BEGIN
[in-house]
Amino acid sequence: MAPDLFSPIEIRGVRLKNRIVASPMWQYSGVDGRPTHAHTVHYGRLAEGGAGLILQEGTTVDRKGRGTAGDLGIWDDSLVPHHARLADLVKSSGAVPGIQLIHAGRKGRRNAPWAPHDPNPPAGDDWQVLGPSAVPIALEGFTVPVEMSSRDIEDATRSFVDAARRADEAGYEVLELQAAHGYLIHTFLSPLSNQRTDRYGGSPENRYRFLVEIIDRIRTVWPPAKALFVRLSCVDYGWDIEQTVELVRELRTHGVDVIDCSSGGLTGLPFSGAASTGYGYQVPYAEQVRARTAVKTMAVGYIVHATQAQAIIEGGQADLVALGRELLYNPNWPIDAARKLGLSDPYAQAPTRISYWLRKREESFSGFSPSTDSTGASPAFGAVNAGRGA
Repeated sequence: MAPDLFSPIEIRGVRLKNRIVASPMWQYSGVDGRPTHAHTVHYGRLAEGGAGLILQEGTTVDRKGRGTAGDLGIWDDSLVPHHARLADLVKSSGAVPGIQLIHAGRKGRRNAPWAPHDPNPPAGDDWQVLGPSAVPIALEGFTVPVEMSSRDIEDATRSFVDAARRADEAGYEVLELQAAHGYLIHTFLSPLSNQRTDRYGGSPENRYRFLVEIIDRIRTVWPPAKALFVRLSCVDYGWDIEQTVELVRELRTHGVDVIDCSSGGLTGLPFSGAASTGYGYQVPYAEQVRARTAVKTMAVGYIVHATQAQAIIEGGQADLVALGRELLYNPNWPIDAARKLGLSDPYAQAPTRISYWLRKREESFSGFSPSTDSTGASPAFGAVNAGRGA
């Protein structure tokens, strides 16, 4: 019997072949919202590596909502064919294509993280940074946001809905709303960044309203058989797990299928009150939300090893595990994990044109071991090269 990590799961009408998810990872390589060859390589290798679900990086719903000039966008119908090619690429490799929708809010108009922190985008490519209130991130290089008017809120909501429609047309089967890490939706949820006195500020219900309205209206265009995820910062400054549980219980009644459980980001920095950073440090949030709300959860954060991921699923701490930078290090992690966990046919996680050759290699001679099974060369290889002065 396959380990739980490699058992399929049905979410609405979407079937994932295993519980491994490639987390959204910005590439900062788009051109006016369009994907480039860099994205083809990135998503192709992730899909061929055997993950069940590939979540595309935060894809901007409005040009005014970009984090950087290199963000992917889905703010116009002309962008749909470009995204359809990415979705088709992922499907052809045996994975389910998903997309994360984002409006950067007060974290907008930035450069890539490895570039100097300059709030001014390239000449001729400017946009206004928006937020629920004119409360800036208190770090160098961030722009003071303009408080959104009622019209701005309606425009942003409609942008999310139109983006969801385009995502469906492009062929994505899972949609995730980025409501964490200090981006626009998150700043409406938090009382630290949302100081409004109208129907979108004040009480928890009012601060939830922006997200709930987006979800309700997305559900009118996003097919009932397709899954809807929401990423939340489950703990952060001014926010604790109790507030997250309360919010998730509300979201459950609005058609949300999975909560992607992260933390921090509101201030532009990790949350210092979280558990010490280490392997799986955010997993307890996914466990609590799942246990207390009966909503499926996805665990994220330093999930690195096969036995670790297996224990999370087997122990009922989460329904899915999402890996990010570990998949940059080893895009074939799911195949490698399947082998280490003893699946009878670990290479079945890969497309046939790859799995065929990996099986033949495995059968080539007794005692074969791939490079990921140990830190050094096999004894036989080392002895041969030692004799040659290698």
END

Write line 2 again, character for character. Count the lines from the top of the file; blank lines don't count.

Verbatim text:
Amino acid sequence: MAPDLFSPIEIRGVRLKNRIVASPMWQYSGVDGRPTHAHTVHYGRLAEGGAGLILQEGTTVDRKGRGTAGDLGIWDDSLVPHHARLADLVKSSGAVPGIQLIHAGRKGRRNAPWAPHDPNPPAGDDWQVLGPSAVPIALEGFTVPVEMSSRDIEDATRSFVDAARRADEAGYEVLELQAAHGYLIHTFLSPLSNQRTDRYGGSPENRYRFLVEIIDRIRTVWPPAKALFVRLSCVDYGWDIEQTVELVRELRTHGVDVIDCSSGGLTGLPFSGAASTGYGYQVPYAEQVRARTAVKTMAVGYIVHATQAQAIIEGGQADLVALGRELLYNPNWPIDAARKLGLSDPYAQAPTRISYWLRKREESFSGFSPSTDSTGASPAFGAVNAGRGA